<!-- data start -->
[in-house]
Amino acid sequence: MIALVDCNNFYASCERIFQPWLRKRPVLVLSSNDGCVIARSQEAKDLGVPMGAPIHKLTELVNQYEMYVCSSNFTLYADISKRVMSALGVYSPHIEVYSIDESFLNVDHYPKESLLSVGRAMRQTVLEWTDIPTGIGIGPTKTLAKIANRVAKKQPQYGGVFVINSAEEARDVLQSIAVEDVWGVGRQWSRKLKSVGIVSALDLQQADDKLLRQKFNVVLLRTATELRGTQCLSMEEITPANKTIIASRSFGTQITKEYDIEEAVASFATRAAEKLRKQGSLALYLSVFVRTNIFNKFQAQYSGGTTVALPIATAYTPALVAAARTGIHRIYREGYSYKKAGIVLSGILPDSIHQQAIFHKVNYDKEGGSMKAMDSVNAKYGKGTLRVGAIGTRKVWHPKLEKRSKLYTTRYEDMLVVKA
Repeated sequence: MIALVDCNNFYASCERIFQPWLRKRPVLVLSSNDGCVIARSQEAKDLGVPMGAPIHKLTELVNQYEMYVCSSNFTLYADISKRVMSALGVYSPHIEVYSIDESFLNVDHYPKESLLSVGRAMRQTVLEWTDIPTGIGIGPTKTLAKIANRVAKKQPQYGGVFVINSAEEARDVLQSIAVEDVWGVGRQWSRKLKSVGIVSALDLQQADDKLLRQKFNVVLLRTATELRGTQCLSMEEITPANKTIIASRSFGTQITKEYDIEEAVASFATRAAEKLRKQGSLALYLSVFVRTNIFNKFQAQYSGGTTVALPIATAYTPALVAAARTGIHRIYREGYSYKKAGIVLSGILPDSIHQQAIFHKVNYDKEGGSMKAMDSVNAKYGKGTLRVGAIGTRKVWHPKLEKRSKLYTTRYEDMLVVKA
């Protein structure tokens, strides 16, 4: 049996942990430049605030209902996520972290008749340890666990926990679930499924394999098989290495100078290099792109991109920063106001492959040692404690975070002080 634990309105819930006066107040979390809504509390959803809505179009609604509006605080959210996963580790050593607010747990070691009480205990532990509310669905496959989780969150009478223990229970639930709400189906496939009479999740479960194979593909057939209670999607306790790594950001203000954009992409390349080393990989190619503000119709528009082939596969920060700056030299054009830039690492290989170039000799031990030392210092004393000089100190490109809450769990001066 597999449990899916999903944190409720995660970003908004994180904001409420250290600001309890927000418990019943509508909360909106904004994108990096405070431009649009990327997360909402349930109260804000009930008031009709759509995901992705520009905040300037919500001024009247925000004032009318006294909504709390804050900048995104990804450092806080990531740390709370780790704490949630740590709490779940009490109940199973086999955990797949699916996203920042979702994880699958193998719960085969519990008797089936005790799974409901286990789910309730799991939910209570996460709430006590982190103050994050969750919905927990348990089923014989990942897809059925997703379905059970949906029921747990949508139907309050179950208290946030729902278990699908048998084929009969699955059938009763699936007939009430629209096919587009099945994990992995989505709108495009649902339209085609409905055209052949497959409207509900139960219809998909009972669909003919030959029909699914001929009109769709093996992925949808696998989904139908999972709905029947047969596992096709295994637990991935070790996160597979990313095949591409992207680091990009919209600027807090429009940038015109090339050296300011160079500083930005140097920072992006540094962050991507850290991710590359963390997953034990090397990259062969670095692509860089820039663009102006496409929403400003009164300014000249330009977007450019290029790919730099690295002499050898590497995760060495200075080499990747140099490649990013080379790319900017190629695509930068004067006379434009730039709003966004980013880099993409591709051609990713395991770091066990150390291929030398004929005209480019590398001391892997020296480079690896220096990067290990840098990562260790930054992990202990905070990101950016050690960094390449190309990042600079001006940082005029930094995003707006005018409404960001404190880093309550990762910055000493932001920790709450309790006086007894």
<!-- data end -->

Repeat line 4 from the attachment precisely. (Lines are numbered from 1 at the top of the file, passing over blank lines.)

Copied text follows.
């Protein structure tokens, strides 16, 4: 049996942990430049605030209902996520972290008749340890666990926990679930499924394999098989290495100078290099792109991109920063106001492959040692404690975070002080 634990309105819930006066107040979390809504509390959803809505179009609604509006605080959210996963580790050593607010747990070691009480205990532990509310669905496959989780969150009478223990229970639930709400189906496939009479999740479960194979593909057939209670999607306790790594950001203000954009992409390349080393990989190619503000119709528009082939596969920060700056030299054009830039690492290989170039000799031990030392210092004393000089100190490109809450769990001066 597999449990899916999903944190409720995660970003908004994180904001409420250290600001309890927000418990019943509508909360909106904004994108990096405070431009649009990327997360909402349930109260804000009930008031009709759509995901992705520009905040300037919500001024009247925000004032009318006294909504709390804050900048995104990804450092806080990531740390709370780790704490949630740590709490779940009490109940199973086999955990797949699916996203920042979702994880699958193998719960085969519990008797089936005790799974409901286990789910309730799991939910209570996460709430006590982190103050994050969750919905927990348990089923014989990942897809059925997703379905059970949906029921747990949508139907309050179950208290946030729902278990699908048998084929009969699955059938009763699936007939009430629209096919587009099945994990992995989505709108495009649902339209085609409905055209052949497959409207509900139960219809998909009972669909003919030959029909699914001929009109769709093996992925949808696998989904139908999972709905029947047969596992096709295994637990991935070790996160597979990313095949591409992207680091990009919209600027807090429009940038015109090339050296300011160079500083930005140097920072992006540094962050991507850290991710590359963390997953034990090397990259062969670095692509860089820039663009102006496409929403400003009164300014000249330009977007450019290029790919730099690295002499050898590497995760060495200075080499990747140099490649990013080379790319900017190629695509930068004067006379434009730039709003966004980013880099993409591709051609990713395991770091066990150390291929030398004929005209480019590398001391892997020296480079690896220096990067290990840098990562260790930054992990202990905070990101950016050690960094390449190309990042600079001006940082005029930094995003707006005018409404960001404190880093309550990762910055000493932001920790709450309790006086007894």